In memoriam: John Giorno (1936–2019)
The performance artist, poet and AIDS activist has died aged 82 at his Lower Manhattan home in New York
Known for his starring role in Andy Warhol’s film Sleep, John Giorno passed away on 11 October after suffering a heart attack, it was confirmed by his husband, the Swiss artist Ugo Rondinone. Over his 50-year career, the artist’s practice expanded beyond poetry to encompass film, painting, sound installation and sculpture.
Rondinone curated Giorno’s first retrospective, staged by the Palais de Tokyo in Paris in 2015. More recently, Giorno created an augmented reality public artwork for Apple’s [AR]T Walk project, while last month New York gallery Sperone Westwater opened its first show of work by Giorno (running until 26 October), including new text paintings, watercolours, and for the first time in the US, bluestone sculptures carved with poetic phrases.
Giorno, who was born in 1936, spent his childhood between Brooklyn and Long Island, the son of Italian-American immigrants whose ancestors can be traced back to Puglia nobility. His father, Amadeo Giorno, ran a clothing company in which his mother, Nancy Garbarino, worked as a designer. Giorno was raised Catholic, and was quoted as saying he came to terms with being gay after realising he was attracted to male priests while at Sunday Mass with his parents.
While in his early twenties, Giorno briefly worked in New York City as a stockbroker. But, in 1962 he met Warhol during the artist’s first New York solo pop art exhibition at Eleanor Ward’s Stable Gallery. The pair quickly developed an intense romantic relationship over the course of the next two years, during which they lived together on and off. Warhol’s film, made the next year at their flat and shot on a Bolex camera fixed on a tripod, lasted for more than five hours, capturing the 26-year-old Giorno’s naked body as it rested in the depths of sleep. Warhol made the film after finding inspiration in Renaissance depictions of Jesus Christ.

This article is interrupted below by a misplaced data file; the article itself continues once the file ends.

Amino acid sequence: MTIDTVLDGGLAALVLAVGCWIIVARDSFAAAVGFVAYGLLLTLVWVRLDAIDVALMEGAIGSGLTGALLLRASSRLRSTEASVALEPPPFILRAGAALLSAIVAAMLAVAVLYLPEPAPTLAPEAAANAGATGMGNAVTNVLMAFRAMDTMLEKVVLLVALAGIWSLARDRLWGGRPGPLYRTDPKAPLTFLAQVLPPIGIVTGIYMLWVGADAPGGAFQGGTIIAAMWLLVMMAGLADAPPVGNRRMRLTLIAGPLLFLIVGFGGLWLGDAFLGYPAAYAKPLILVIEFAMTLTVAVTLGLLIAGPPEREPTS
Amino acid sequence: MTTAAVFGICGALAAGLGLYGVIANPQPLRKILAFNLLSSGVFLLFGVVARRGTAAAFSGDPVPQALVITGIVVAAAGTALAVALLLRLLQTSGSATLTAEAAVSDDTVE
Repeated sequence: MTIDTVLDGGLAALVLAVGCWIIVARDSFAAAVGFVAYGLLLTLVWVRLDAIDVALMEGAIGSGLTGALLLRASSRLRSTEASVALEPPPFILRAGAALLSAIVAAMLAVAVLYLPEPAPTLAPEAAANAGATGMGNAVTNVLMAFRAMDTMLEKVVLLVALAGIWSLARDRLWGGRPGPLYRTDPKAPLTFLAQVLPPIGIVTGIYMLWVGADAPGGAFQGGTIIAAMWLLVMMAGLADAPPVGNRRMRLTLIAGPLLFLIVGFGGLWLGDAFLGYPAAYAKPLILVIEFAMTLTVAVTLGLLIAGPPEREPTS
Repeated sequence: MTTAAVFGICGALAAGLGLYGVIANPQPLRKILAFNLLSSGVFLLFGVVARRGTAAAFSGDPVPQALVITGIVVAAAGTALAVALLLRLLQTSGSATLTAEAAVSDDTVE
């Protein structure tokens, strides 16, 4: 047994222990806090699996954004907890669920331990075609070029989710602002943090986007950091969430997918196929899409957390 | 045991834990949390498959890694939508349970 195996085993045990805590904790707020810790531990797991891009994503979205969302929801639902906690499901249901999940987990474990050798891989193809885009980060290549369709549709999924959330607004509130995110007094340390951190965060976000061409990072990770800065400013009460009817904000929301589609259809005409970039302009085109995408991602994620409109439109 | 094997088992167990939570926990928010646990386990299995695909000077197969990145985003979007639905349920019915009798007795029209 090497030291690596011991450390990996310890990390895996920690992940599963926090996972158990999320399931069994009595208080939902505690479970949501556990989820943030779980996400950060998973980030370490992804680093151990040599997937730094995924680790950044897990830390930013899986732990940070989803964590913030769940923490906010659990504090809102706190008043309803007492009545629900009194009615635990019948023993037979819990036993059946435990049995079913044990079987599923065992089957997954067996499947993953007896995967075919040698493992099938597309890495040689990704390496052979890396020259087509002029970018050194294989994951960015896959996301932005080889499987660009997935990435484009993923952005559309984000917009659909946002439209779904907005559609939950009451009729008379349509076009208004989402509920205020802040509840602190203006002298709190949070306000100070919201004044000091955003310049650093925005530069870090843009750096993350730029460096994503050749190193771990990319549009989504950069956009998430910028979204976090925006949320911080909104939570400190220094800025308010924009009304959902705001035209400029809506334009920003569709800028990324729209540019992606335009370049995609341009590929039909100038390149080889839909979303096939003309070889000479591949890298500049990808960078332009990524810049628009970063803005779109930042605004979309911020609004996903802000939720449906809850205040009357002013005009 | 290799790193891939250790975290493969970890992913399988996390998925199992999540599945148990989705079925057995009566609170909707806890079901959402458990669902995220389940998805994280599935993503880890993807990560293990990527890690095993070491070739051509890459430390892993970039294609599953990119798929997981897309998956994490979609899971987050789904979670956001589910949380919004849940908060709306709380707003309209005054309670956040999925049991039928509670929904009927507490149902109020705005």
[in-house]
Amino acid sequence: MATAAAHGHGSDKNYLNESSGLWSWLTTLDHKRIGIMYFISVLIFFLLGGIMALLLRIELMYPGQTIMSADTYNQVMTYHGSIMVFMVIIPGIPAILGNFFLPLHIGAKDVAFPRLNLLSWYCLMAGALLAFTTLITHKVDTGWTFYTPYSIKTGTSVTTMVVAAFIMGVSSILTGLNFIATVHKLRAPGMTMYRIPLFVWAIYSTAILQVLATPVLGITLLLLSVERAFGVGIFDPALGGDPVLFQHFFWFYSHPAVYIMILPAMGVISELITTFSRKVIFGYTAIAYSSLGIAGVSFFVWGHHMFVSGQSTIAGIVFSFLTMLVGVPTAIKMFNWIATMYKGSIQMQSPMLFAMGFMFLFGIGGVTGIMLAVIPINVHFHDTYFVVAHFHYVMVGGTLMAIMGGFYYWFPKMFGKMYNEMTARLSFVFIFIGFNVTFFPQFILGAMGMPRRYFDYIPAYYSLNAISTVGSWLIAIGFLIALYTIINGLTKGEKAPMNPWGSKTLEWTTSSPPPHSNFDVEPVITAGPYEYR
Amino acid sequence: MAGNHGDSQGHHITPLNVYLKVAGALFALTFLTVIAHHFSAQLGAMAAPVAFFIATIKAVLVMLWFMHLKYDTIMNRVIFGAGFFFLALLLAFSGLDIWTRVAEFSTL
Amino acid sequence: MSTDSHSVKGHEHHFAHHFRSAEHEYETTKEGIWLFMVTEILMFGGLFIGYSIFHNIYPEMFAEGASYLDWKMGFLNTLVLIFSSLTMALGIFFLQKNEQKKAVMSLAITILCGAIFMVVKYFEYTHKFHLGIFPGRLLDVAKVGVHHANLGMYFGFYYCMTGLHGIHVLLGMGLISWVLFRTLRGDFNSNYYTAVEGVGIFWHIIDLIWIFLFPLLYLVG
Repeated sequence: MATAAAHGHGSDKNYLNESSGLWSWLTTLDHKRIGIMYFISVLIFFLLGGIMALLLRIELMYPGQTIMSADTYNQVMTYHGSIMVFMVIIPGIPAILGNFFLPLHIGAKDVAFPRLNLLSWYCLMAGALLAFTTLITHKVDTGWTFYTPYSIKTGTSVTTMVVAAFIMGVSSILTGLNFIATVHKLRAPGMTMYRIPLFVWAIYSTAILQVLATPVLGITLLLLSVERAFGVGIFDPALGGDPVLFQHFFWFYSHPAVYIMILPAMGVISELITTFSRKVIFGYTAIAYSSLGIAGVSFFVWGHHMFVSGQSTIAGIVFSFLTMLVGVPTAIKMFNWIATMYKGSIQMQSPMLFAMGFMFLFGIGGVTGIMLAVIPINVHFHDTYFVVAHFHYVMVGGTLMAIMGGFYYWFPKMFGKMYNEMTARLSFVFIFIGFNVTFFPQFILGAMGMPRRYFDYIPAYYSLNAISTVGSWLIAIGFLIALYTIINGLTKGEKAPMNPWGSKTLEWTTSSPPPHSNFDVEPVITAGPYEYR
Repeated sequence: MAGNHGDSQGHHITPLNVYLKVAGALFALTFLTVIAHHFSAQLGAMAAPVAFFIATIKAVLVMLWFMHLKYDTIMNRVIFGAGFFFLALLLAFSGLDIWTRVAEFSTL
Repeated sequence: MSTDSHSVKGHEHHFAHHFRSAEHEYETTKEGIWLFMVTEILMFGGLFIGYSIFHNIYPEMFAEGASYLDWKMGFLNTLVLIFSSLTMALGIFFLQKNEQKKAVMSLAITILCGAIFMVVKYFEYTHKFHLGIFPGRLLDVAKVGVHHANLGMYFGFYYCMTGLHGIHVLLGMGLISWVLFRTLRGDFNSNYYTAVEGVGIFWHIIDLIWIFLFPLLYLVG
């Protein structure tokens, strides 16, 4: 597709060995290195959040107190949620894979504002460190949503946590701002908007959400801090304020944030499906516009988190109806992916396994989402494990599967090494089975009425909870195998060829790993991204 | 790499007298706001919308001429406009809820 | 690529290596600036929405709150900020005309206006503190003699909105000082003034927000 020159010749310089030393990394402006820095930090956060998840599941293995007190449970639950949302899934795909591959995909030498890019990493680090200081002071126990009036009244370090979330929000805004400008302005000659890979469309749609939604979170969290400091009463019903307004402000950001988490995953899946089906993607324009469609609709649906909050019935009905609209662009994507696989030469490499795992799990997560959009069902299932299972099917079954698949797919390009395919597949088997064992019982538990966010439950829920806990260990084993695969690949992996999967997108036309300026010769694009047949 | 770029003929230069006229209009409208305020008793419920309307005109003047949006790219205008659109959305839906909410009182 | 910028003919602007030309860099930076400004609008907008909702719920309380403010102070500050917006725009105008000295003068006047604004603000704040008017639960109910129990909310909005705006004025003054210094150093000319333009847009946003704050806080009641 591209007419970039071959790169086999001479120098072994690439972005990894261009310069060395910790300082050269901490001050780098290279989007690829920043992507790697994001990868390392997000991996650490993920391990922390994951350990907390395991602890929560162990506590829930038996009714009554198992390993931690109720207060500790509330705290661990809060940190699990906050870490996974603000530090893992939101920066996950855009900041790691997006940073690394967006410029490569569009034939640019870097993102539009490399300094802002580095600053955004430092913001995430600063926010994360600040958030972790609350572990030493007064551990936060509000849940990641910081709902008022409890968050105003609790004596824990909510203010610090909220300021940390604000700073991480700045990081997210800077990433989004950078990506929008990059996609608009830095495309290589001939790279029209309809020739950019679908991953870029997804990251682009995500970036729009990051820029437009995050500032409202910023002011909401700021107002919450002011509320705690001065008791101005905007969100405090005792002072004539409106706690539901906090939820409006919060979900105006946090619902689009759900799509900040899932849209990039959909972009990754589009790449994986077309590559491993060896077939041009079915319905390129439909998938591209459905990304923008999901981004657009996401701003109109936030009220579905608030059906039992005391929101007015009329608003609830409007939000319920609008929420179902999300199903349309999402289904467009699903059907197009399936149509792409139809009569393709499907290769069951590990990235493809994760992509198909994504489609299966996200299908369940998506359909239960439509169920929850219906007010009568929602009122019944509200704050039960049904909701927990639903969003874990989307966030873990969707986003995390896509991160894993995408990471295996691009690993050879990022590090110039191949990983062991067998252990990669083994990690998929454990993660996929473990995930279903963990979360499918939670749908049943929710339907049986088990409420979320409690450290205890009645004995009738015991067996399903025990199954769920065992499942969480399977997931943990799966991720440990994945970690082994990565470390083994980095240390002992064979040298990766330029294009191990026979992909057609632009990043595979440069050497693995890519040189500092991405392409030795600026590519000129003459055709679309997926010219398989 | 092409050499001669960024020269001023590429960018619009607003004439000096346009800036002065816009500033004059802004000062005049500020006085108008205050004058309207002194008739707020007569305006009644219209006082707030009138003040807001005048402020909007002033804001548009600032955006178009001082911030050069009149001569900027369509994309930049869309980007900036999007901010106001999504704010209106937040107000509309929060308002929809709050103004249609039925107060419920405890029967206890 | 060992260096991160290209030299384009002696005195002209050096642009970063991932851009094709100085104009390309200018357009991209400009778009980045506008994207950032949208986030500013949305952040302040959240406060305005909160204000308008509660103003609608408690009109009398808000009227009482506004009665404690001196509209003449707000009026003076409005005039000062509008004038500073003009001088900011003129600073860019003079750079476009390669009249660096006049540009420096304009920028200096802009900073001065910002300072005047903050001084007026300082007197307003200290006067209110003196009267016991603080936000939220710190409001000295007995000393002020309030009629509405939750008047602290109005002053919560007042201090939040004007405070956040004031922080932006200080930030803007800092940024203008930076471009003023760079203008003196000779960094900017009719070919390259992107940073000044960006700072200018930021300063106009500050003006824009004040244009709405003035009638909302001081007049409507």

Through Warhol, Giorno became friends with the writer William S Burroughs whose circle included Beatnik poets Allen Ginsberg, Lucien Carr and Neal Cassady. He also met that other icon of the pop art movement, Robert Rauschenberg. Later, he and Rauschenberg would also become lovers. Giorno’s primary medium of interest was poetry. He was inspired by Warhol, Rauschenberg and other doyens of The Factory too, in poetry as in art, finding creative inspiration in everyday objects, and using new technology to explore ways to reach out to audiences beyond the spheres of art and literature.
With this in mind, he founded Giorno Poetry Systems, a non-profit foundation which in 1968 launched Dial-A-Poem, a public artwork comprising six phone lines connected to answering machines housed at the Architectural League on Manhattan’s Upper East Side. Anyone could (and still can) call the number, at any time, and hear, from the end of the line, the voices of Ginsberg, Rauschenberg, Laurie Anderson, Philip Glass, Patti Smith and Robert Mapplethorpe as they read their luminous poetry.
In an era when being gay was not yet an accepted lifestyle – even in New York – the content of Dial-A-Poem was often explicitly sexual and homoerotic in content, not least with Giorno’s own celebration of queer sexuality, 1964’s Pornographic Poem. Millions of people rang in. Two years later, in 1970, Dial-A-Poem was prominently featured in curator Kynaston McShine’s watershed exhibition ‘Information’ at MoMA. Giorno said at the time: ‘Using the telephone as a new media, I wanted to expand our conception of art and expose poetry to a public who would not otherwise be responsive to it. Also, much poetry is meant to be heard, not merely read.’
Giorno lived through the AIDS crisis that laid waste to the gay community of New York in the mid-1980s, which saw the community aggressively ostracised even further to the margins of society when little was known of the disease. After losing many of his own friends, Giorno founded the AIDS Treatment Project in 1984, a charity that gave direct financial and other support to individuals with AIDS. The charity continues its work for AIDS victims today. What’s more, Dial-A-Poem remains in operation. So, in Giorno’s memory, if you’re ever in need of sex, passion and beauty spoken down the phone, just call 641-793-8122. §